by Marisa Bordowitz
- Medical social work utilizes three theoretical perspectives: 1. the biopsychosocial model 2. the strengths perspective (aforementioned) and 3. a multilevel practice. (DiNitto & McNeece, 2008, p. 200.)
- The biopsychosocial model model views the patient under a holistic microscope, amalgamating ties to a patient’s health, psychological state, financial state, family life, employment, culture, and religion (just as it is sensitive to the types of oppression and its impacts) It fixates on the disease and its treatment. The concerns of a social worker (in application if this model) extend past merely how the disease affects the patient. Social workers are also concerned with how the patient’s environment affects the disease and the patient’s general healing process. (DiNitto & McNeece, 2008, p. 201-202)
- The strengths perspective within a medical field, as in other fields, recognizes and elucidates the strengths and resources of the patient (rather than pointing to the deficits that accompany diseases – as the medical model may do). The strengths perspectives strips the patient of his/her victim status, and tries to see an inherent capacity for survival ( despite adversities). (DiNitto & McNeece, 2008, p. 202)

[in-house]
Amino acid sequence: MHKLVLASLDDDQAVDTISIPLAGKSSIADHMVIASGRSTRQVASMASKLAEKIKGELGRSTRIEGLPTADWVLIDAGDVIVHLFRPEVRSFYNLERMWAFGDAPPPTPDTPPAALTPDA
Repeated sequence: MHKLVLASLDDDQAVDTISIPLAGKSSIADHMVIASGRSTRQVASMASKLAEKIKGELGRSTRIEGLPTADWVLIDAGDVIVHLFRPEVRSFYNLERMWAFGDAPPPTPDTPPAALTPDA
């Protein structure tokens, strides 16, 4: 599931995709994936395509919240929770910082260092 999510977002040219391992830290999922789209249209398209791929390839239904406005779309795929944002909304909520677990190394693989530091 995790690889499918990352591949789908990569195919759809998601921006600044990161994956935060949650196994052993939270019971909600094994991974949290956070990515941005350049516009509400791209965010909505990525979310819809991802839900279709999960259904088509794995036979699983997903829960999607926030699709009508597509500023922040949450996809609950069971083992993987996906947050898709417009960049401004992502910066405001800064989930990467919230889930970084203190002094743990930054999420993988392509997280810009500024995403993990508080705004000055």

- The multilevel approach is just what it sounds like. It entails both the biopsychosocial model and the strengths perspective. (DiNitto & McNeece, 2008, p. 202)
- Medical social workers are a massive help to the LBGTQ community. They are essentially a voice for minorities. Their services are culturally sensitive, aiding patients with their physical and psychological well-being. They arrange support groups specific to gays (such as groups namely partners of transgender individuals and lesbians with cancer). (DiNitto & McNeece, 2008, p. 208).
- Part of the social worker’s obligation is to advocate for their patients in the “health care organization or community.” They are an asset to the recovery process, as they can in some sense be a voice for the voiceless. (DiNitto & McNeece, 2008, p. 204).
- The main goal of social work within the medical practice is to ameliorate the health of people through one of the most mediums – communication. Social workers will interact with individuals, their families, organizations, communities, nations, and global structures. It is evident that social workers are a very necessary ingredient in the health care system – especially considering the emotional, physical and financial tolls dealing with diseases/illnesses can entail. (DiNitto & McNeece, 2008, p. 214)
DiNitto, D., & McNeece, C. (2008). Social work: Issues and opportunities in a
challenging profession (3rd ed.). Chicago, IL: Lyceum Books